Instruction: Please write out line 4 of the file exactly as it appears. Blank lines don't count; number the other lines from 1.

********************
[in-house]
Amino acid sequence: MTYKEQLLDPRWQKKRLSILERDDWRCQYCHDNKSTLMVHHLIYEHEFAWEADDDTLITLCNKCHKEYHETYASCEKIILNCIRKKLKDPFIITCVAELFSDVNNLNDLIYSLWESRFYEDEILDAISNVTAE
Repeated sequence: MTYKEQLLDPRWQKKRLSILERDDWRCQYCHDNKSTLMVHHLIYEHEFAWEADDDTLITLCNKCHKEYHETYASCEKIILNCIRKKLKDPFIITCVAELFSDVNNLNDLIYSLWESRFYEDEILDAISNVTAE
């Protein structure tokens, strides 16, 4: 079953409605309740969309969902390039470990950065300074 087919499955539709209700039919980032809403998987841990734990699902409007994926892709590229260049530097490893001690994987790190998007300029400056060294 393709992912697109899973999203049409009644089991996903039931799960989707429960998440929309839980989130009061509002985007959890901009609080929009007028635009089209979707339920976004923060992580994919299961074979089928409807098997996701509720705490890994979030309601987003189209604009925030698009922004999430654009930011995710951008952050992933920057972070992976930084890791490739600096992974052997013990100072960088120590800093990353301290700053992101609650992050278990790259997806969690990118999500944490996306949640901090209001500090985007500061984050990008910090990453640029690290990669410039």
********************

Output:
């Protein structure tokens, strides 16, 4: 079953409605309740969309969902390039470990950065300074 087919499955539709209700039919980032809403998987841990734990699902409007994926892709590229260049530097490893001690994987790190998007300029400056060294 393709992912697109899973999203049409009644089991996903039931799960989707429960998440929309839980989130009061509002985007959890901009609080929009007028635009089209979707339920976004923060992580994919299961074979089928409807098997996701509720705490890994979030309601987003189209604009925030698009922004999430654009930011995710951008952050992933920057972070992976930084890791490739600096992974052997013990100072960088120590800093990353301290700053992101609650992050278990790259997806969690990118999500944490996306949640901090209001500090985007500061984050990008910090990453640029690290990669410039």